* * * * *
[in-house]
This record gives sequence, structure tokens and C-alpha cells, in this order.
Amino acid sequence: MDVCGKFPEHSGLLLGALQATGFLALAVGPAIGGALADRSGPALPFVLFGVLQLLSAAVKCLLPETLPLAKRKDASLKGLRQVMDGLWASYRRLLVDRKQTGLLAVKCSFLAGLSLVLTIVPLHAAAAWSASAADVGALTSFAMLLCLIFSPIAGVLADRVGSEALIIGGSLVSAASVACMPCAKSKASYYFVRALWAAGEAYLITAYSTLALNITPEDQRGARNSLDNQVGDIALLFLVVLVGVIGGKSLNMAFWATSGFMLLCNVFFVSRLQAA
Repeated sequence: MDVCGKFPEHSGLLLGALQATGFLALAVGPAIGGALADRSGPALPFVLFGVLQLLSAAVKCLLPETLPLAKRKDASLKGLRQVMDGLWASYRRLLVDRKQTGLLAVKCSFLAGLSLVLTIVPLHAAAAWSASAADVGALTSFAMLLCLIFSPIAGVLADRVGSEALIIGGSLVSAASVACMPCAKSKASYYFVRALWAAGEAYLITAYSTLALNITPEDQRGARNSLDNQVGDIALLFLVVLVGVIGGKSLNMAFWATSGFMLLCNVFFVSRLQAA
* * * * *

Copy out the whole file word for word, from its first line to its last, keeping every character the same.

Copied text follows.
[in-house]
This record gives sequence, structure tokens and C-alpha cells, in this order.
Amino acid sequence: MDVCGKFPEHSGLLLGALQATGFLALAVGPAIGGALADRSGPALPFVLFGVLQLLSAAVKCLLPETLPLAKRKDASLKGLRQVMDGLWASYRRLLVDRKQTGLLAVKCSFLAGLSLVLTIVPLHAAAAWSASAADVGALTSFAMLLCLIFSPIAGVLADRVGSEALIIGGSLVSAASVACMPCAKSKASYYFVRALWAAGEAYLITAYSTLALNITPEDQRGARNSLDNQVGDIALLFLVVLVGVIGGKSLNMAFWATSGFMLLCNVFFVSRLQAA
Repeated sequence: MDVCGKFPEHSGLLLGALQATGFLALAVGPAIGGALADRSGPALPFVLFGVLQLLSAAVKCLLPETLPLAKRKDASLKGLRQVMDGLWASYRRLLVDRKQTGLLAVKCSFLAGLSLVLTIVPLHAAAAWSASAADVGALTSFAMLLCLIFSPIAGVLADRVGSEALIIGGSLVSAASVACMPCAKSKASYYFVRALWAAGEAYLITAYSTLALNITPEDQRGARNSLDNQVGDIALLFLVVLVGVIGGKSLNMAFWATSGFMLLCNVFFVSRLQAA